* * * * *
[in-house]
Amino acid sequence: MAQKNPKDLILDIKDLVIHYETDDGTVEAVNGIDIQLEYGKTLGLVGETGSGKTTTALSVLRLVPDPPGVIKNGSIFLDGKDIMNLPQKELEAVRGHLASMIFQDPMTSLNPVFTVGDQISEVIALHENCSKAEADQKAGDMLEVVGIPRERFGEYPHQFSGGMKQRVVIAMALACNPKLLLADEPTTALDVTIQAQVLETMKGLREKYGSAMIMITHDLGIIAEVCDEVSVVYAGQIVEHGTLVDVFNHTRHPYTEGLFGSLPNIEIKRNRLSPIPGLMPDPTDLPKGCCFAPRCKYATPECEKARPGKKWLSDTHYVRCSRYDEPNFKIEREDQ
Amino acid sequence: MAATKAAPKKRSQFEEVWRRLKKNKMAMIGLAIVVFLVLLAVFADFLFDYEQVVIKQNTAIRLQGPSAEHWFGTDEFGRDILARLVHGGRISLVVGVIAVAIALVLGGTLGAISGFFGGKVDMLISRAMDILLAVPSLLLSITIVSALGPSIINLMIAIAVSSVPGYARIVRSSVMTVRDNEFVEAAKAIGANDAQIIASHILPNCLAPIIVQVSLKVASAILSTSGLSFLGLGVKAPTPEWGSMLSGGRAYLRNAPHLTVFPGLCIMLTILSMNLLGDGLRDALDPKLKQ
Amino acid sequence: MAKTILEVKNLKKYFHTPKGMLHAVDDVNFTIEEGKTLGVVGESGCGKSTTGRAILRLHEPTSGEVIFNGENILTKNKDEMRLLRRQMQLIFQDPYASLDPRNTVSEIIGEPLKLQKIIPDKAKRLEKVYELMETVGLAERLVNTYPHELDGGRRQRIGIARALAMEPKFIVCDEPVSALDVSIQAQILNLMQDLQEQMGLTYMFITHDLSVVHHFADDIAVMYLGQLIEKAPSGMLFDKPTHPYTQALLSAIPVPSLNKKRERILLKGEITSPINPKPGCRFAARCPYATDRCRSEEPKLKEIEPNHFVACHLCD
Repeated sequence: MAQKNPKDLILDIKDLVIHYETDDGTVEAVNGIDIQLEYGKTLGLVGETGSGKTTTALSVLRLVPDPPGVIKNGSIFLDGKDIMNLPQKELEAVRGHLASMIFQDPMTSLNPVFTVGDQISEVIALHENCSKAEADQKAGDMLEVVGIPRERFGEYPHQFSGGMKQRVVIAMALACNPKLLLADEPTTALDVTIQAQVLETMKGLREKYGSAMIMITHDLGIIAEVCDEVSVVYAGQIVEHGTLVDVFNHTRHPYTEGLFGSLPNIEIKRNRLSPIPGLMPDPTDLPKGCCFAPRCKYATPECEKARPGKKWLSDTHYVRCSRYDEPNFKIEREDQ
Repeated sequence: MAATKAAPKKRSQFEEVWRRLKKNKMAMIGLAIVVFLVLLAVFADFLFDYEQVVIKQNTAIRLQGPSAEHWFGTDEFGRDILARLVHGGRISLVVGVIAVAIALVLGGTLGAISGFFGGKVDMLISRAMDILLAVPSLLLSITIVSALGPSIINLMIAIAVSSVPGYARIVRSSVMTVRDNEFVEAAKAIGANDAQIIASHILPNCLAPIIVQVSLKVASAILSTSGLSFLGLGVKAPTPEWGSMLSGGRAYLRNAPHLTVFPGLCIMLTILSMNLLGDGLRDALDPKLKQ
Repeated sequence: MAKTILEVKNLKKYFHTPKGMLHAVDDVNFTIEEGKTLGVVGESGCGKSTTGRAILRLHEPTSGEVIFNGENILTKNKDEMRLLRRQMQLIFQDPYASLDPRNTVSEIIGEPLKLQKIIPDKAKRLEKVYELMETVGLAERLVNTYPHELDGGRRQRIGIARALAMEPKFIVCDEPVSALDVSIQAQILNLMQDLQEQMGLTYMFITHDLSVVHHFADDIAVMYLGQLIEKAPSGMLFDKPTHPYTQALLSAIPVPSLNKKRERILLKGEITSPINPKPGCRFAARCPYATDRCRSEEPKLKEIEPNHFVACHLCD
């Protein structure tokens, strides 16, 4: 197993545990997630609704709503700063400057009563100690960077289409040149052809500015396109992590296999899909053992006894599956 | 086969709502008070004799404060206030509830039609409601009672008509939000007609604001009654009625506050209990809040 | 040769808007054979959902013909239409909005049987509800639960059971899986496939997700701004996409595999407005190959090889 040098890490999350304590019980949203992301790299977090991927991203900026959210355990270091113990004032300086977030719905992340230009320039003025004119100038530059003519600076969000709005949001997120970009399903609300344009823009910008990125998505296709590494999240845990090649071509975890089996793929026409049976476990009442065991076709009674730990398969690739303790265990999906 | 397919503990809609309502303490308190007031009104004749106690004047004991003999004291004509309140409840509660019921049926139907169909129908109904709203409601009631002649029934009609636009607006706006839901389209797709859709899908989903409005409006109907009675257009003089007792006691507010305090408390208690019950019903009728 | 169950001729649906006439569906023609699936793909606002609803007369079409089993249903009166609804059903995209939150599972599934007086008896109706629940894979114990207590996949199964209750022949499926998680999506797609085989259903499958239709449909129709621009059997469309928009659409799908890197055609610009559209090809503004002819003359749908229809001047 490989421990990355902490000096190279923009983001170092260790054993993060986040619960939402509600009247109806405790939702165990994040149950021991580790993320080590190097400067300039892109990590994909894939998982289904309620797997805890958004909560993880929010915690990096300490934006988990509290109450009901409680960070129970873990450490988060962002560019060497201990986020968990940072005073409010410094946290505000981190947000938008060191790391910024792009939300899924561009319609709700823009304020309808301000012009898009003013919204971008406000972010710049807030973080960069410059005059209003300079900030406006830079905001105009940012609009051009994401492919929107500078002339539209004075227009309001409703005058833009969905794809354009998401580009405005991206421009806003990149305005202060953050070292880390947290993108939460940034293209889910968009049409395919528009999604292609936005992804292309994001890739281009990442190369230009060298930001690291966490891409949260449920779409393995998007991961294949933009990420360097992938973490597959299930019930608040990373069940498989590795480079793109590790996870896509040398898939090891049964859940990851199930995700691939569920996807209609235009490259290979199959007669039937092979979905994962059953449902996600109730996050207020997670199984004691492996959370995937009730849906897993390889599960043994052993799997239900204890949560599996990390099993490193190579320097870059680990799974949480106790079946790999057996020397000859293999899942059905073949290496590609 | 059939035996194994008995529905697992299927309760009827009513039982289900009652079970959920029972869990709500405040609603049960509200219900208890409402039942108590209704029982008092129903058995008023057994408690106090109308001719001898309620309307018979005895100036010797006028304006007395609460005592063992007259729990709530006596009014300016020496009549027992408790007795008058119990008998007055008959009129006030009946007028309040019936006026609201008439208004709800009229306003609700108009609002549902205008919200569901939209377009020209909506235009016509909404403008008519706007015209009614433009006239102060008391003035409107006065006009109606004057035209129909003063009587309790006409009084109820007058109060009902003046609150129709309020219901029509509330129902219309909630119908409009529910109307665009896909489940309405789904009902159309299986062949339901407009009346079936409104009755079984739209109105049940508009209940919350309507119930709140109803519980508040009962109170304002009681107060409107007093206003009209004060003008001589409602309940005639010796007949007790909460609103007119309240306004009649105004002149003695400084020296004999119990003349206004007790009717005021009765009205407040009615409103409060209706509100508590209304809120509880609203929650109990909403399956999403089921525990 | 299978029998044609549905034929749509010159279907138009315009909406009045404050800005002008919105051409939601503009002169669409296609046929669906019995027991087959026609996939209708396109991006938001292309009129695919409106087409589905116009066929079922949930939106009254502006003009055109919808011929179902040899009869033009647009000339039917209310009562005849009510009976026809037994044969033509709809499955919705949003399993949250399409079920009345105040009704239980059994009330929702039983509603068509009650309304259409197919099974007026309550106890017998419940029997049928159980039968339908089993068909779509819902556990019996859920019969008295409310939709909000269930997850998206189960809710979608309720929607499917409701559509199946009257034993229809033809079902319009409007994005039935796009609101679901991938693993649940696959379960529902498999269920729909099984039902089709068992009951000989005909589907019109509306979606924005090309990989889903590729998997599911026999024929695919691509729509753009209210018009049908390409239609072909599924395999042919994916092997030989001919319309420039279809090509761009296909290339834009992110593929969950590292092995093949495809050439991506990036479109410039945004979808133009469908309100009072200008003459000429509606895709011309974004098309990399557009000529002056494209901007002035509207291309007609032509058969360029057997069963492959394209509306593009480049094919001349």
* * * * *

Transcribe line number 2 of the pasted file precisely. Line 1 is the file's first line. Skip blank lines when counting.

Amino acid sequence: MAQKNPKDLILDIKDLVIHYETDDGTVEAVNGIDIQLEYGKTLGLVGETGSGKTTTALSVLRLVPDPPGVIKNGSIFLDGKDIMNLPQKELEAVRGHLASMIFQDPMTSLNPVFTVGDQISEVIALHENCSKAEADQKAGDMLEVVGIPRERFGEYPHQFSGGMKQRVVIAMALACNPKLLLADEPTTALDVTIQAQVLETMKGLREKYGSAMIMITHDLGIIAEVCDEVSVVYAGQIVEHGTLVDVFNHTRHPYTEGLFGSLPNIEIKRNRLSPIPGLMPDPTDLPKGCCFAPRCKYATPECEKARPGKKWLSDTHYVRCSRYDEPNFKIEREDQ